Under a roof,
the stuffed monkey eats dinner.
Just pure innocent fun.

—Florence of Germantown, MD, at age 13

In fact, the NYTimes contest is still open this year for young writers until April 29th. Perhaps, after composing your poem, you can submit it following these guidelines. 

Some writers use the form of found poetry to work with all kinds of found things, not just words. 

Observe this mash-up found at www.oddinkwell.wordpress.com, a site devoted to found poetry.  Here, he poet cut-up words from an old children’s magazine and decided to compose the poem on top of a found object, as well. 

How does this make you feel? What do you notice about the words this poet used? 

Any kind of text can be used to create a found poem. It’s all up to you. Here is an example from Teen Ink of a young writer using her favorite Beatles’ song to write:

There Is a Place (a found poem)

There is a place
when I feel low
when I feel blue
where I can go.

Do you know that it’s so?
There’s no sorrow
only you.

I think of you
things you do
things you’ve said
like

There is a place
In my mind
When I’m alone.

—Antoinette Brandt, teen writer, Interlachen, FL

Prompt: To write a found poem, first find a text you really love or even one that really bothers you. Next search it for language that you really love. Then, whether you’re copying and pasting or cutting and gluing, remember that writing a found poem, as perhaps in all forms, is about discovery.

You can share your found poems with us through social media. And remember to submit to the NYTimes Found Poetry Student Contest

bigclass:

On April 18 from 5:00-10:00, all delivery and pick up orders from Garage Pizza, Mid City Pizza, Pizza Delicious, and all Reginelli’s Pizzeria locations will feature poems by New Orleans writers ages 6-18.
Each of our pizza partners has generously agreed to donate a portion of their proceeds to support Big Class’s free creative writing programs for under-resourced youth.
Big Class is also excited to partner with Chapter 510, our fellow youth writing champions in Oakland, to make The Pizza Poetry Project a bridge from New Orleans to the Bay Area. Look out for our sticker on pizza boxes in Oakland at all five Lanesplitter Pizza locations and Rotten City Pizza.
Share the poem you receive and your responses using #pizzapoetry on social media!
Our official Pizza Poetry Project poster was co-designed by Big Class Open Studio student D’Andre Johnson (special thanks to Heather Muntzer, Julia Lavigne, and Carrie Chappell), inspired by his poem:
BIG FOOT AND HIS FRIEND HOMER SIMPSON

Big Foot
is black
and hairy
and 8 feet tall.
His eyes are 10 inches wide
Big Foot loves to ride ships
and play in the park.
He always gets pizza and eats donuts out
of the candy machine.
Big Foot’s friend is Homer Simpson
They all have fun, be crazy, and
EAT PIZZA

bigclass:

On April 18 from 5:00-10:00, all delivery and pick up orders from Garage Pizza, Mid City PizzaPizza Delicious, and all Reginelli’s Pizzeria locations will feature poems by New Orleans writers ages 6-18.

Each of our pizza partners has generously agreed to donate a portion of their proceeds to support Big Class’s free creative writing programs for under-resourced youth.

Big Class is also excited to partner with Chapter 510, our fellow youth writing champions in Oakland, to make The Pizza Poetry Project a bridge from New Orleans to the Bay Area. Look out for our sticker on pizza boxes in Oakland at all five Lanesplitter Pizza locations and Rotten City Pizza.

Share the poem you receive and your responses using #pizzapoetry on social media!

Our official Pizza Poetry Project poster was co-designed by Big Class Open Studio student D’Andre Johnson (special thanks to Heather Muntzer, Julia Lavigne, and Carrie Chappell), inspired by his poem:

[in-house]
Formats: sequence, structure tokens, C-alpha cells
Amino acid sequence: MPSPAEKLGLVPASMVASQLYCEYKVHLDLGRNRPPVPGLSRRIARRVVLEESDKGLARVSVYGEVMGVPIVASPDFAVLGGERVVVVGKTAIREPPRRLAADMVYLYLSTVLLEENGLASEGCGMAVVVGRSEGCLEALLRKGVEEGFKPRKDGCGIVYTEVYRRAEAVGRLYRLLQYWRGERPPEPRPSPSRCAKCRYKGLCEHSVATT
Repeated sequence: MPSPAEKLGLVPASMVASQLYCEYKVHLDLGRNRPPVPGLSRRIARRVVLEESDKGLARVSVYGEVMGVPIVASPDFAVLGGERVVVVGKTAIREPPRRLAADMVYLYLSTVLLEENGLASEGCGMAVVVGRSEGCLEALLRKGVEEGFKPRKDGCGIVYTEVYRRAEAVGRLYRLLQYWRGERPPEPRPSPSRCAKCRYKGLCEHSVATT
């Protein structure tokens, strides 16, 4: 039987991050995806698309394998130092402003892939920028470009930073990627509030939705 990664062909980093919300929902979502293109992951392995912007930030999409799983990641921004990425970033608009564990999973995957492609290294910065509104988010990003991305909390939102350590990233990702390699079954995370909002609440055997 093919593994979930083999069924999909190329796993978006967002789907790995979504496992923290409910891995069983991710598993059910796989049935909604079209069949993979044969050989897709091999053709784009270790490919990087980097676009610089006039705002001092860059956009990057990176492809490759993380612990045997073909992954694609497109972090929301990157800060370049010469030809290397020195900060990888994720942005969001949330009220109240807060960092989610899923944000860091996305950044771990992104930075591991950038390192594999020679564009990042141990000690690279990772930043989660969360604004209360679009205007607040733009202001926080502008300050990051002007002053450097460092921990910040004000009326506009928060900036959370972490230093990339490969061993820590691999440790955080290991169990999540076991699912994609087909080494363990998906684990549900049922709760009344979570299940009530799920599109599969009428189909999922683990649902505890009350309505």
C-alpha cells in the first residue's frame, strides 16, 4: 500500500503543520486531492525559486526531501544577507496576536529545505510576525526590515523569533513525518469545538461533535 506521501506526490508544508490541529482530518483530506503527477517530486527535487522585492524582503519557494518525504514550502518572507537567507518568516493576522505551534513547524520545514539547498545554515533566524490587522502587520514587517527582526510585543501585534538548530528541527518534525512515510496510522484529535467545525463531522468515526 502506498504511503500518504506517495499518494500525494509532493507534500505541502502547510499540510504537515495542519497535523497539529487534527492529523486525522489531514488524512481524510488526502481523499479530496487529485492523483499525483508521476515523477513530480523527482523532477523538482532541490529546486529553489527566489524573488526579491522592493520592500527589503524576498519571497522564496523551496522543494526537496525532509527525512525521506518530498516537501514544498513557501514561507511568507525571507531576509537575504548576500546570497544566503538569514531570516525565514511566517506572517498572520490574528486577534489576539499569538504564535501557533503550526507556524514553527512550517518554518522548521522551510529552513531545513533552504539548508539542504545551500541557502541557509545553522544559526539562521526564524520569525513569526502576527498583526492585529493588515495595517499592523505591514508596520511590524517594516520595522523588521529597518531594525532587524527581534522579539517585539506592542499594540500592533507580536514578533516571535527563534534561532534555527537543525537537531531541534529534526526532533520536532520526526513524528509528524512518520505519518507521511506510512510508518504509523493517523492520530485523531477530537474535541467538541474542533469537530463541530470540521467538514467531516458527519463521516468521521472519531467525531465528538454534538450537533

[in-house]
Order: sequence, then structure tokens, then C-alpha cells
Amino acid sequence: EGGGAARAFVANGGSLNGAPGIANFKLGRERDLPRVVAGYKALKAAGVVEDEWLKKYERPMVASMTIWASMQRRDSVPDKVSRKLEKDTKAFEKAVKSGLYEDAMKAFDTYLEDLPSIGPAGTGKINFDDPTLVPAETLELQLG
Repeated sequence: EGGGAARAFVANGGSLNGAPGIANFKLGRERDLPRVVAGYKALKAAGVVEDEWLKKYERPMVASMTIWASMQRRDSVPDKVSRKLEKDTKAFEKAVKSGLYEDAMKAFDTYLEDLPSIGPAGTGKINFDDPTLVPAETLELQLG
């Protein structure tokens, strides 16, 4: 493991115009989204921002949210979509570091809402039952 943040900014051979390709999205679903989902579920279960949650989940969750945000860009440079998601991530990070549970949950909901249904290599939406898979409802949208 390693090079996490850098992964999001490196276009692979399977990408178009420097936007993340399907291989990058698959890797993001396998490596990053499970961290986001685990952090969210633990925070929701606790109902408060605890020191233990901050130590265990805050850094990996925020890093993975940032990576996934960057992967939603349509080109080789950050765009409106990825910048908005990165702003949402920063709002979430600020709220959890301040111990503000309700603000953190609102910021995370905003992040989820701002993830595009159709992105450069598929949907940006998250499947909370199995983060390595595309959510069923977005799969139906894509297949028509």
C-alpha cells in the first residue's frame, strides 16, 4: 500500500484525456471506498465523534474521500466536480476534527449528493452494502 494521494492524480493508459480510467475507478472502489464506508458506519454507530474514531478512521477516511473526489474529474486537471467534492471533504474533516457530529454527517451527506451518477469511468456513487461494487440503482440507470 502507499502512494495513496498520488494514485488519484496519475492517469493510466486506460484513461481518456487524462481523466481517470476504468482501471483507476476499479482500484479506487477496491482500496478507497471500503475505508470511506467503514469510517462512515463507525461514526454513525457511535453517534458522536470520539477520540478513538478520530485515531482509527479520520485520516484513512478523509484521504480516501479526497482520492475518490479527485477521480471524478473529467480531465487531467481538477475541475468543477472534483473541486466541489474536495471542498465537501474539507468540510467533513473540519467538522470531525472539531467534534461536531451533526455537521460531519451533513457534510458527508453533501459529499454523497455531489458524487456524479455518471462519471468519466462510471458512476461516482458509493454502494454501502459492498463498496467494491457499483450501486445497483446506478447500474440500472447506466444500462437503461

BIG FOOT AND HIS FRIEND HOMER SIMPSON

Big Foot

is black

and hairy

and 8 feet tall.

His eyes are 10 inches wide

Big Foot loves to ride ships

and play in the park.

He always gets pizza and eats donuts out

of the candy machine.

Big Foot’s friend is Homer Simpson

They all have fun, be crazy, and

EAT PIZZA

Pizza is so pretty, and one of our partners (Mid City Pizza) proves it with their fabulous paint job. 

Pizza is so pretty, and one of our partners (Mid City Pizza) proves it with their fabulous paint job. 

Tags: pizzapoetry

Writing Prompt #5

Writers (and all types of artists) find inspiration all around them; sometimes nature is their muse, or perhaps music, memory, or art inspires their work. When a poet writes about a work of art then the poem they have created is called an ekphrastic poem. Ekphrasis is a fancy word for a simple thing, it means “writing that is about art.”

This type of writing has been around for quite a long time, since the days of ancient Greece when Homer described the famous Shield of Achilles in his epic poem The Iliad. Here is an excerpt of that early ekphrastic from Book XVIII of that text:


Then first he form’d the immense and solid shield;
Rich various artifice emblazed the field;
Its utmost verge a threefold circle bound;
A silver chain suspends the massy round;
Five ample plates the broad expanse compose,
And godlike labours on the surface rose.
here shone the image of the master-mind:
There earth, there heaven, there ocean he design’d;
The unwearied sun, the moon completely round;
The starry lights that heaven’s high convex crown’d;
The Pleiads, Hyads, with the northern team;
And great Orion’s more refulgent beam;
To which, around the axle of the sky,
The Bear, revolving, points his golden eye,
Still shines exalted on the ethereal plain,
Nor bathes his blazing forehead in the main. 


Here is an artist’s rendering of the Shield of Achilles. It was created by Angelo Monticelli, around 1820:

image

 

Many years later, in 1953, the poet W.H. Auden published his own poem about The Shield of Achilles. Click here to read the full text of that. 

Sometimes this process of writing about art goes the other way. In 1920 William Carlos Williams this poem:

The Great Figure

Among the rain
and lights
I saw the figure 5
in gold
on a red
firetruck
moving
tense
unheeded
to gong clangs
siren howls
and wheels rumbling
through the dark city.

Eight years later the artist Charles Demuth created this painting, which is a visual representation of Williams’ poem.

image
 
Prompt: Think about art that you enjoy looking at. Pick one work of art and then write a poem about it. Try to describe with words what you see in the image.